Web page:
Obesity is now one of the leading causes of mortality and morbidity in the world. While there are certain treatment and lifestyle modulation options currently available to deal with the problem, conclusive methods to treat and prevent an overweight condition or obesity are still limited.
Let’s take a look at some of the more recent advances in research that may provide a foolproof way to tackle obesity:
A variety of over-the-counter and prescription drugs for weight loss are available today. People use these to curb their appetites; these have been found to reduce about ten per cent of a person’s excess weight, following which the weight loss plateaus within a period of six to eight months. Weight gain usually occurs once a patient stops taking the medication. Further, there are a lot of side effects associated with usage of weight-loss drugs.
Common weight-loss drugs include Beta-methyl-phenylethylamine (stimulant to increase fat metabolism), orlistat (blocking dietary fat from getting absorbed), phentermine and sibutramine (appetite suppressants).
Several new drugs and their combinations are currently being worked upon, under animal studies or in clinical trials in humans. Current research is focused on identifying safer and more effective medications to help patients lose excess weight and maintain the weight loss over a long period. Some of the new strategies might include:
- Combining drugs that reduce appetite with those that reduce addiction or craving.
- Stimulating stomach hormones that reduce appetite – Peptide YY (PYY) is a gut hormone that reduces appetite and food intake in both normal and obese patients. Research in mice and humans has shown that obese mice and humans have low circulating PYY, suggesting that a PYY deficiency could be contributing towards obesity in the subject.
- Targeting genes that affect body weight – In January this year, a research team reported five genes that are responsible for larger waist-to-hip ratio in humans. In March, another research group claims to have discovered the functional obesity gene named IRX3. Greater understanding of the genetic involvement towards obesity will allow scientists to work on targeting the necessary genes and surrounding machinery to counter their negative effects.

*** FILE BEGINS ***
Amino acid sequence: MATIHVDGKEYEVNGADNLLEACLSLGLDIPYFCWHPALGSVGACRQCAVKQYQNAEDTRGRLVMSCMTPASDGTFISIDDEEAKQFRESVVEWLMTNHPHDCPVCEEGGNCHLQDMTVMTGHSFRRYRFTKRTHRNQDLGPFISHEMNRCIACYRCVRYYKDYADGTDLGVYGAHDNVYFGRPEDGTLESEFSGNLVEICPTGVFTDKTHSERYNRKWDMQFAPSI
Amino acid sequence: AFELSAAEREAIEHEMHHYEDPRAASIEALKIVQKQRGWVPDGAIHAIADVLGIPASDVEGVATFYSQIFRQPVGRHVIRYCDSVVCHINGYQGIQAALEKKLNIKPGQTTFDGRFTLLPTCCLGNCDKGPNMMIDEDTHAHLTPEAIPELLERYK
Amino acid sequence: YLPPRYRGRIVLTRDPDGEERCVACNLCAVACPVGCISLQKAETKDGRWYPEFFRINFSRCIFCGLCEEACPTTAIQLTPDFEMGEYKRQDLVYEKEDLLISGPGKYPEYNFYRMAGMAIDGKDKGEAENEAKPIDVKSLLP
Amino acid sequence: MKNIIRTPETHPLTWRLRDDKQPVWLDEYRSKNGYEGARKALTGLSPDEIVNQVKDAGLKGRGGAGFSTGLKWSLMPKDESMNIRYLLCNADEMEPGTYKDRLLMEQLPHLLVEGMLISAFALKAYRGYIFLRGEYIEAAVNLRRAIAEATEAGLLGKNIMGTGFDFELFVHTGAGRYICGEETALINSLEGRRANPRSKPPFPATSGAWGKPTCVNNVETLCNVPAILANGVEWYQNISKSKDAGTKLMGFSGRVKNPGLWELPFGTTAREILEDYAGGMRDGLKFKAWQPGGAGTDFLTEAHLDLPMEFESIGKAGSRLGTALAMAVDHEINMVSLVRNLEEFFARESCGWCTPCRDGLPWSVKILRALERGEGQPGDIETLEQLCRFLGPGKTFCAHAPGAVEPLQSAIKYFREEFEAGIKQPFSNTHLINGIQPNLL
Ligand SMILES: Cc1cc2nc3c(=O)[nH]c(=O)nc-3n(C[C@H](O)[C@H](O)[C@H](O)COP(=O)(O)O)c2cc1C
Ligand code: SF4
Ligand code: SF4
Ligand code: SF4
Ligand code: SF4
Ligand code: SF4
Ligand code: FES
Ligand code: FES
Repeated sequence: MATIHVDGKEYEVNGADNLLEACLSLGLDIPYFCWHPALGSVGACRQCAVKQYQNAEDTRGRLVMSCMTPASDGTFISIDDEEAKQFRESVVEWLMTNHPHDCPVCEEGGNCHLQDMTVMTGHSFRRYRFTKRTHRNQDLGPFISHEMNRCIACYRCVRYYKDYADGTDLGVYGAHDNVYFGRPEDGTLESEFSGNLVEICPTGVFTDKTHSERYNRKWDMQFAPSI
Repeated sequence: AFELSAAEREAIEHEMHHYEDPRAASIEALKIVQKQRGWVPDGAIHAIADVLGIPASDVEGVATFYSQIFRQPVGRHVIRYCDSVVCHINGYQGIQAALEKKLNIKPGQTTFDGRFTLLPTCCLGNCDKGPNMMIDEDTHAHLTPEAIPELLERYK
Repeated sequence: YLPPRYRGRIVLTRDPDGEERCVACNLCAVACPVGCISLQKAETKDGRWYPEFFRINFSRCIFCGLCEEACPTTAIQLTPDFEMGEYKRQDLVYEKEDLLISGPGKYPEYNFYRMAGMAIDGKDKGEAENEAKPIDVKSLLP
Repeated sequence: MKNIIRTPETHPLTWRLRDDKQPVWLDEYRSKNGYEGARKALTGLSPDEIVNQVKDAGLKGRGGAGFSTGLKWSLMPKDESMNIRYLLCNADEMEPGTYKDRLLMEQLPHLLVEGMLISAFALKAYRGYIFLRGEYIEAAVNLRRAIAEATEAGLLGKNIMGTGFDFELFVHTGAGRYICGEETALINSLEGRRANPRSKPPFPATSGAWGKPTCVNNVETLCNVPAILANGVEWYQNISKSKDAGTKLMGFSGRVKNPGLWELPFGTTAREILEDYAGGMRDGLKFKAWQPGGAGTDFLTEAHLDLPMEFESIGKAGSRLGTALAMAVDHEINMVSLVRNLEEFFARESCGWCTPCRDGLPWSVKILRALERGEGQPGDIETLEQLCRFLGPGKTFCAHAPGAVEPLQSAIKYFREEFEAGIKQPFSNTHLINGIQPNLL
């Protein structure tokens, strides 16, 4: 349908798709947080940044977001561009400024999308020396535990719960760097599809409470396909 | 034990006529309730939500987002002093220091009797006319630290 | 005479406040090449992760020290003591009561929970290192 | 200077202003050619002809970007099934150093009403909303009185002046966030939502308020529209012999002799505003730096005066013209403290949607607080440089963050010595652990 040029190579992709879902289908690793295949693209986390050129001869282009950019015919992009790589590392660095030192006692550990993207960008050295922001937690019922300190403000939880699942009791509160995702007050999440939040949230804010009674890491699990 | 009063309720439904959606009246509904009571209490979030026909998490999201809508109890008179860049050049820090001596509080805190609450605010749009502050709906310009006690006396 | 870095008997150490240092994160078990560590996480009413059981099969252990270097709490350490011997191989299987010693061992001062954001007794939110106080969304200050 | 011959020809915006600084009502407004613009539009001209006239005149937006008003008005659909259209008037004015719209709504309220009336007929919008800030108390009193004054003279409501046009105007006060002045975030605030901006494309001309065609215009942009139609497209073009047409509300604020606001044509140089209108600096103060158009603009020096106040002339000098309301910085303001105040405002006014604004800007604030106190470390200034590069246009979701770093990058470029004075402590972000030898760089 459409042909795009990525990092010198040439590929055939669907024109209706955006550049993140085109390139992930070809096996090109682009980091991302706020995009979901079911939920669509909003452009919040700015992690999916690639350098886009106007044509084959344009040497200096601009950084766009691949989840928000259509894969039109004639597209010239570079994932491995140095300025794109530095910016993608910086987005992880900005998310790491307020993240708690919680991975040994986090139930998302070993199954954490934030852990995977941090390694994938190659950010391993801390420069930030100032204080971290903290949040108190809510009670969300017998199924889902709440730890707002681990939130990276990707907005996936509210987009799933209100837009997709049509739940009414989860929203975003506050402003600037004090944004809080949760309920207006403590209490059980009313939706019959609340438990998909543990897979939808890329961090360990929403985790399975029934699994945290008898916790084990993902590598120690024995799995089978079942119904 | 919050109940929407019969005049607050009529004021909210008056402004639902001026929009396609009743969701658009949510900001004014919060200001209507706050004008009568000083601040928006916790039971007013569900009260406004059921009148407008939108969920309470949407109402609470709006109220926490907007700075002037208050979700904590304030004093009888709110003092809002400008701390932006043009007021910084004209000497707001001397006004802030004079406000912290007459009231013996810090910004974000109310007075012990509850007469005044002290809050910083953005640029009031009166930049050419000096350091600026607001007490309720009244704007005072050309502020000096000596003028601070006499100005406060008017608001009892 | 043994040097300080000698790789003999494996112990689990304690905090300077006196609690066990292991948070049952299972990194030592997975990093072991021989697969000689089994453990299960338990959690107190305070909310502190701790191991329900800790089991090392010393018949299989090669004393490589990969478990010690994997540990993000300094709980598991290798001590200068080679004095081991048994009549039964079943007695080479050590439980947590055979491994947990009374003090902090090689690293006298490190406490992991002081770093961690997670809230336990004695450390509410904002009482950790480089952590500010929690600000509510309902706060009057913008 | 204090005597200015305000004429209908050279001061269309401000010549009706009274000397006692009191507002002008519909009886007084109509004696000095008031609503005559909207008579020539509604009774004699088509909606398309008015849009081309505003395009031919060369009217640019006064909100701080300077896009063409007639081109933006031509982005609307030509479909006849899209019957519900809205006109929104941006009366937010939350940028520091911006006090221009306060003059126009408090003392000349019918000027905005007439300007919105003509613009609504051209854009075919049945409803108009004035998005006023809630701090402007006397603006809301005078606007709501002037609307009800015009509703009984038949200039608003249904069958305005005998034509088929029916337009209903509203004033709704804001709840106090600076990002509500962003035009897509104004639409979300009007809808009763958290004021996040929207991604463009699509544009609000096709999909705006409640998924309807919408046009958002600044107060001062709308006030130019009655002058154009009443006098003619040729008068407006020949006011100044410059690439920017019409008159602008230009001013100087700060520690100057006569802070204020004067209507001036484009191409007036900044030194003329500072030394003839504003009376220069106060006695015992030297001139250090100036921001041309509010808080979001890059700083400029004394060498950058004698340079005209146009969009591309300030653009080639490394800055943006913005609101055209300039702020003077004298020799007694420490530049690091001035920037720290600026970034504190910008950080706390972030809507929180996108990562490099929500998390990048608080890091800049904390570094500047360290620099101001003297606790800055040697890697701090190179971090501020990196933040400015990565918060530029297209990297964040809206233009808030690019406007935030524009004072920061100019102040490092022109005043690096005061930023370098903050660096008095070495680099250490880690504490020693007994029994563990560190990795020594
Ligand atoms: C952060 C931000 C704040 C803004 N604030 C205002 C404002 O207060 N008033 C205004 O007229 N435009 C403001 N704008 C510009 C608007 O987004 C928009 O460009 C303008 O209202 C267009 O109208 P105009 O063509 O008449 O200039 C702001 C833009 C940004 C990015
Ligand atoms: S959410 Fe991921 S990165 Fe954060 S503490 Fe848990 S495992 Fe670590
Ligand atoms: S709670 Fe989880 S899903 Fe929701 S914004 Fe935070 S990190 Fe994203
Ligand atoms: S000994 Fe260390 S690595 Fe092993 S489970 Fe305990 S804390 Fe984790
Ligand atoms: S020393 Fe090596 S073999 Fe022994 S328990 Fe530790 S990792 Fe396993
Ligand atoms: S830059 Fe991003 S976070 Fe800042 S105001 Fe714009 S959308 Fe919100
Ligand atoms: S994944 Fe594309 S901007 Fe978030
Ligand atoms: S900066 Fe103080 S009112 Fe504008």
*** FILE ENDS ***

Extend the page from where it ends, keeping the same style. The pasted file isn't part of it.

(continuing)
- Shrinking blood vessels that supply fat cells in the body, preventing their growth.
- Involving bacteria in the gut for weight control.
People whose efforts at losing weight fail through medication or physical exercise turn to weight-loss or bariatric surgery. The common types of bariatric surgeries include gastric bypass surgery, adjustable gastric banding, Sleeve gastrectomy, and duodenal switch surgery. However, most of these surgeries are invasive, irreversible and carry risks.
A new, non-surgical approach is under trial that may offer a more effective and less expensive alternative while also reducing related health issues. Known as the ‘gut sleeve’ procedure, it involves inserting a thin tube through the mouth to reach the stomach. A flexible, non-permeable silicone sleeve is placed near the end of the stomach, reaching the first part of the small intestine. The tube can be even removed at a later date. This procedure would prevent absorption of calories and nutrients from the intestine (intestinal barrier sleeve).
Watch Dr. Sudhir Kalhan, Senior Consultant, Co-Chairman, Institute of Minimal Access Metabolic & Bariatric Surgery, Sir Ganga Ram Hospital Delhi explain Malabsorptive Surgery (Bypass Surgery) and Sleeve Gastrectomy.
Technology in form of smartphones and social media can increase an individual’s reach towards correct weight-loss awareness information. Not everyone might be able to afford a dietician’s consultation of a personal training camp, but social applications are available for everyone to use and implement, often free of cost. These can help an obese person in tracking a diet or following a specific workout plan. Some applications that are available online are Diet Assistant – Weight Loss, Ideal Weight, Calorie Counter & Diet Tracker by MyFitnessPal, Lose It!, Weight Watchers Mobile, and many more.
Image courtesy of [Grant Cochrane] / FreeDigitalPhotos.net
“New Obesity Guidelines: Authoritative ‘Roadmap’ to Treatment,” Medscape.com, Lisa Nainggolan, November 12, 2013, http://www.medscape.com/viewarticle/814202
“Prescription Medications for the Treatment of Obesity,” Weight-control Information Network, National Institute of Diabetes and Digestive and Kidney Diseases (NIDDK), http://www.win.niddk.nih.gov/publications/prescription.htm
“Removable ‘Gut Sleeve’ a Future Weight-Loss Tool?” WebMD.com, Barbara Bronson Gray, http://www.webmd.com/diet/weight-loss-surgery/news/20131023/removable-gut-sleeve-might-become-a-future-weight-loss-tool
“Treating obesity,” NHS.uk, http://www.nhs.uk/Conditions/Obesity/Pages/Treatment.aspx